Hawaii’s Governor David Ige issued an apology Sunday for the erroneous missile alert which caused widespread panic in Hawaii the day before. President Donald Trump told reporters Sunday evening that he thought it was "terrific" that Hawaii “took total responsibility” for the false alarm, and that the federal government would be more involved going forward.
Amid ever-increasing threats from North Korean leader Kim Jong Un, Hawaii has been developing a nuclear warning system that would alert residents to an impending nuclear missile strike. On Saturday, a false alert issued by the state's Emergency Management Agency that a ballistic missile was inbound to Hawaii accidentally went out to everyone in the state.
(Photo credit ALISON TEAL/AFP/Getty Images)
Hawaii officials apologized and took full responsibility for the false alarm, saying the alert was sent when an employee mistakenly hit the wrong button during a shift change.
"We merely bring to the surface the hidden tension that is already alive."
~ Dr. Martin Luther King, Jr.
Tensions between North Korea and the US have been mounting for years but rose dramatically in the last year after a series of missile and nuclear weapons tests conducted by Kim Jong Un. President Trump has responded aggressively, saying repeatedly that diplomacy is not the answer, but critics claim the president's combative stance has further destabilized an already volatile situation.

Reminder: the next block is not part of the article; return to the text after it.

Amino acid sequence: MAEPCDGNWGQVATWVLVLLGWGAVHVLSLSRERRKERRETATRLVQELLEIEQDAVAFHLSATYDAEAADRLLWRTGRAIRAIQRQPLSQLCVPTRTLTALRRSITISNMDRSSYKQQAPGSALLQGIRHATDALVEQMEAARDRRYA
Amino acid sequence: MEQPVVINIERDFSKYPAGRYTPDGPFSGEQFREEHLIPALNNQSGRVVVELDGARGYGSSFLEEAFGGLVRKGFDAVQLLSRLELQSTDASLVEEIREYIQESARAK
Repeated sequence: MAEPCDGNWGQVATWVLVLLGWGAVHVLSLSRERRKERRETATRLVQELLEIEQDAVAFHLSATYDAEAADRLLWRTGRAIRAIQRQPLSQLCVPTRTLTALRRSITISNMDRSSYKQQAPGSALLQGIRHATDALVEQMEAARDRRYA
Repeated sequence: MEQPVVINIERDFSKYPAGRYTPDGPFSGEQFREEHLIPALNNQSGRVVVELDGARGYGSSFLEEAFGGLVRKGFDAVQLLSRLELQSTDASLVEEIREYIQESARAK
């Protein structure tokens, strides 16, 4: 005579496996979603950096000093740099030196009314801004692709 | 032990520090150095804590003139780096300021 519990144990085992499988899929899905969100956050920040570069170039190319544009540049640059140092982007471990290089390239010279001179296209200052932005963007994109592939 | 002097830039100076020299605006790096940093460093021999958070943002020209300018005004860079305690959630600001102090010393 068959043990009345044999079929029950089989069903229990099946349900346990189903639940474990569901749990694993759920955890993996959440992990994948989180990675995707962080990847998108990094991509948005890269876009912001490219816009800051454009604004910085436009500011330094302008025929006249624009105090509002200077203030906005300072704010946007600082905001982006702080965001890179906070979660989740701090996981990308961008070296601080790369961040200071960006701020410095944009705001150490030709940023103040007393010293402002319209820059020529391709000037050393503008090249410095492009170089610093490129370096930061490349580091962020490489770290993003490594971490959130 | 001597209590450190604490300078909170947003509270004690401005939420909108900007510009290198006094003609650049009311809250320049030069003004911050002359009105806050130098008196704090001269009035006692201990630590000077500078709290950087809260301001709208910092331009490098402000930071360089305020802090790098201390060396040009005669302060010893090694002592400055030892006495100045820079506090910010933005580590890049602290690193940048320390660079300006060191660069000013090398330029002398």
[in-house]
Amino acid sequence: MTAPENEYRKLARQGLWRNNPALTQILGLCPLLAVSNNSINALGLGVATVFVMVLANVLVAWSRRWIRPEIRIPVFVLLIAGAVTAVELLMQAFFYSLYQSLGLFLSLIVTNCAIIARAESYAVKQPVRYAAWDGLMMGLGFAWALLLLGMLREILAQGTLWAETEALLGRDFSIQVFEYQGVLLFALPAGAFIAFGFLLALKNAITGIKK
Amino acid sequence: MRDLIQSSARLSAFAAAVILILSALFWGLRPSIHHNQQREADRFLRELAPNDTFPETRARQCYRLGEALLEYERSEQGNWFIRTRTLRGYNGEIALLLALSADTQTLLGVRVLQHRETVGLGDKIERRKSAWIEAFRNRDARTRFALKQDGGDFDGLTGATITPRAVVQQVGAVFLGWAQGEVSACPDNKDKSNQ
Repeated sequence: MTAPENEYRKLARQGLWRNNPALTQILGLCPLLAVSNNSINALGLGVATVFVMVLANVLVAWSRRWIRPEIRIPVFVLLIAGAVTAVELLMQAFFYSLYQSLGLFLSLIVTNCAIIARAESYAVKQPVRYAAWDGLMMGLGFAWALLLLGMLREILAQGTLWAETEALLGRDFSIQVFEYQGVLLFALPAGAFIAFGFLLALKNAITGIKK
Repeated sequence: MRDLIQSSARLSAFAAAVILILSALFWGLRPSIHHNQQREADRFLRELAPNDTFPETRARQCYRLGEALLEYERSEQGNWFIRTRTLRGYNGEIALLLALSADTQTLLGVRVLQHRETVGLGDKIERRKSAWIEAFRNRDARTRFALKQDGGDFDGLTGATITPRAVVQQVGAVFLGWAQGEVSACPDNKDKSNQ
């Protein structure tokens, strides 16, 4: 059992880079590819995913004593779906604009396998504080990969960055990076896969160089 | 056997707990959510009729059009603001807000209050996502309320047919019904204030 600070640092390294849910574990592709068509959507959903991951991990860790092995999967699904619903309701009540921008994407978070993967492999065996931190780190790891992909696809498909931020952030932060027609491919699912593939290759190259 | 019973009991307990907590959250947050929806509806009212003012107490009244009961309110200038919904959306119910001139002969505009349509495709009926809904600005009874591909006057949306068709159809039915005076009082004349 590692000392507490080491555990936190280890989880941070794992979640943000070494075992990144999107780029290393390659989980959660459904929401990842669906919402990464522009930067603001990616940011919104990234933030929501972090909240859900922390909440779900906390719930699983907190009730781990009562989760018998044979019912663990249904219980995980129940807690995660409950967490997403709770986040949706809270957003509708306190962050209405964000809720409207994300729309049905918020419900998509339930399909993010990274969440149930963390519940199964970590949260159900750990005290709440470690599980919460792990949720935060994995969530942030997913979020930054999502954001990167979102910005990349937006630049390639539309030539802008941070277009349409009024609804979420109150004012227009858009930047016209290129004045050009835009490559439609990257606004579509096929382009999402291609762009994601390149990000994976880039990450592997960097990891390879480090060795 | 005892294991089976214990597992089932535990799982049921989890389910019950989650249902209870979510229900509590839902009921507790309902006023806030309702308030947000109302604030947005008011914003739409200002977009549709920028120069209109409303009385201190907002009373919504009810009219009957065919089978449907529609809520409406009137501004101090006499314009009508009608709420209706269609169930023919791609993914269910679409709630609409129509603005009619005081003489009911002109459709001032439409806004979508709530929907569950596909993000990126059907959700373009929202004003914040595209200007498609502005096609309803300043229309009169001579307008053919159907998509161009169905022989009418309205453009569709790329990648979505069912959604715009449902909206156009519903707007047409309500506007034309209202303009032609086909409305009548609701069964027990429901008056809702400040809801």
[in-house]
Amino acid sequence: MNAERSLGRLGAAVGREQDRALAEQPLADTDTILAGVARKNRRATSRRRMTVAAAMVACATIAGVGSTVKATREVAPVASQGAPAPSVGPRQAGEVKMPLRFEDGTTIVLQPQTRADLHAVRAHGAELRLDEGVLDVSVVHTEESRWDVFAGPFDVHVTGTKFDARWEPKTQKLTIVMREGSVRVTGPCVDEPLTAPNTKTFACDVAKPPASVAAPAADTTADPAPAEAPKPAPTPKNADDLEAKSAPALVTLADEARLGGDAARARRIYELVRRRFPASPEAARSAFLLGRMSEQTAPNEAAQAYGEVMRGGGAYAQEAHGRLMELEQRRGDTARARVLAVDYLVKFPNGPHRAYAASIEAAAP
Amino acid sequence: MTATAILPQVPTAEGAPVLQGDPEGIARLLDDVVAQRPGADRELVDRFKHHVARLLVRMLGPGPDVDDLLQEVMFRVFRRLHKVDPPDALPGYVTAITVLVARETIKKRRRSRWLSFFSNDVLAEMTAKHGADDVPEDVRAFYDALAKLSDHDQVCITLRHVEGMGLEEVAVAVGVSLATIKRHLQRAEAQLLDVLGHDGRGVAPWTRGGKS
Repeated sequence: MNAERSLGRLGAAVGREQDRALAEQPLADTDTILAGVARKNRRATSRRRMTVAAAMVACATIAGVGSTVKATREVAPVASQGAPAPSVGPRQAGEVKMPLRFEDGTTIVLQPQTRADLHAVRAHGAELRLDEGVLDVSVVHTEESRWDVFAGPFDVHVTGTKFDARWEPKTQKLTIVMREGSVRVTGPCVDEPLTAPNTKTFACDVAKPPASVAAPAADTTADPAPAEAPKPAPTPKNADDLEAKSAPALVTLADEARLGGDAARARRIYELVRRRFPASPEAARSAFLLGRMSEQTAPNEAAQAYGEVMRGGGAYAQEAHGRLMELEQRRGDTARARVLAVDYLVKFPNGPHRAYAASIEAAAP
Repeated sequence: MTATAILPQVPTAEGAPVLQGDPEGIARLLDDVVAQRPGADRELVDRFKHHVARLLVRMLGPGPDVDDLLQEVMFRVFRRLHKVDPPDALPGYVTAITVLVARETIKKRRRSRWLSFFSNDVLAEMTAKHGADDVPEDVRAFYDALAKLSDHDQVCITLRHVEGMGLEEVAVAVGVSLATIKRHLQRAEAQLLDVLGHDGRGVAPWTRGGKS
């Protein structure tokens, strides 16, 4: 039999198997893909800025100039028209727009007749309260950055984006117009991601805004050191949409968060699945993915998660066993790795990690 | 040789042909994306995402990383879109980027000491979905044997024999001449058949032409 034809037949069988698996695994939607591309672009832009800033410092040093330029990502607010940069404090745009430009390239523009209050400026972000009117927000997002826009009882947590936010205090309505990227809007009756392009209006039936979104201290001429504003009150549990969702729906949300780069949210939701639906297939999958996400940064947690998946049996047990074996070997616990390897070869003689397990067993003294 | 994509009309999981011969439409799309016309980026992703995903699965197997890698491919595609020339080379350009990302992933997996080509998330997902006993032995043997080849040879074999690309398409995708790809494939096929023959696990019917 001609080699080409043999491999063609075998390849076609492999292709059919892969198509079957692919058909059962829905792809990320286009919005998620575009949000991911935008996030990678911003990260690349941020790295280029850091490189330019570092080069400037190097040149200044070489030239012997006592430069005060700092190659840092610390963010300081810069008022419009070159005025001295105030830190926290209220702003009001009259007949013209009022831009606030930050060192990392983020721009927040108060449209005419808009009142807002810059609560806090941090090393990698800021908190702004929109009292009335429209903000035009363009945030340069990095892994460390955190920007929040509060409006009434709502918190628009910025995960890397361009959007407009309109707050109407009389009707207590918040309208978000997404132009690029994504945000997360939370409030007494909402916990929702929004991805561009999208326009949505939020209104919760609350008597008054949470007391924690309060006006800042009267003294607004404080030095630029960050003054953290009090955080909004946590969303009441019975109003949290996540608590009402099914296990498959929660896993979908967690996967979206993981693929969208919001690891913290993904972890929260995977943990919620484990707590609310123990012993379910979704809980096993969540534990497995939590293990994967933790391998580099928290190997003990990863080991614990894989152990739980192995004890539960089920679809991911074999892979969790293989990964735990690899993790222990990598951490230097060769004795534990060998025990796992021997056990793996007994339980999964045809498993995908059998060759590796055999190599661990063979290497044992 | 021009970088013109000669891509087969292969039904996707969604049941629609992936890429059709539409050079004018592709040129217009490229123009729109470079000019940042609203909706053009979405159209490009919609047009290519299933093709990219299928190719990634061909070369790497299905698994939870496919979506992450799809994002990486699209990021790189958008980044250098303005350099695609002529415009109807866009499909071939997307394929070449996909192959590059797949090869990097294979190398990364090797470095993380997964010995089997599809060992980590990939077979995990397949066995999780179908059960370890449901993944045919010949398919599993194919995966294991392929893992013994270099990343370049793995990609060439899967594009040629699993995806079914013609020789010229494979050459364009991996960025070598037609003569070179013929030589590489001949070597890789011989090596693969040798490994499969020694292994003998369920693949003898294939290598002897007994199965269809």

Jamil N. Jaffer, Founder of National Security Institute, joined Doc Thompson on today's "The Morning Blaze" to discuss North Korean nuclear capabilities and whether or not President Trump shares some of the blame in the Hawaii false alert debacle.
"We've had a 20 year failed bipartisan policy on North Korea. We've essentially allowed them to get a nuclear weapon. They now have a nuclear weapon that they believe, and we believe may be able to reach parts of the United States including Hawaii," said Jaffer. "To be clear, they haven't tested a weapon that can actually go that distance, or can actually survive the takeoff on a ballistic missile or the reentry to the atmosphere ... but the fact that we're here, and we're even talking about a North Korean nuclear missile reaching the United States is a demonstration of what a failed policy we have. A lot of people have been very critical of President Trump's policies on North Korea and the way he's approached it. While you might disagree with the tone, the reality is that any American President would have to respond very aggressively, and should respond very aggressively to a nuclear armed North Korea because it is completely unacceptable to have the situation we're currently in."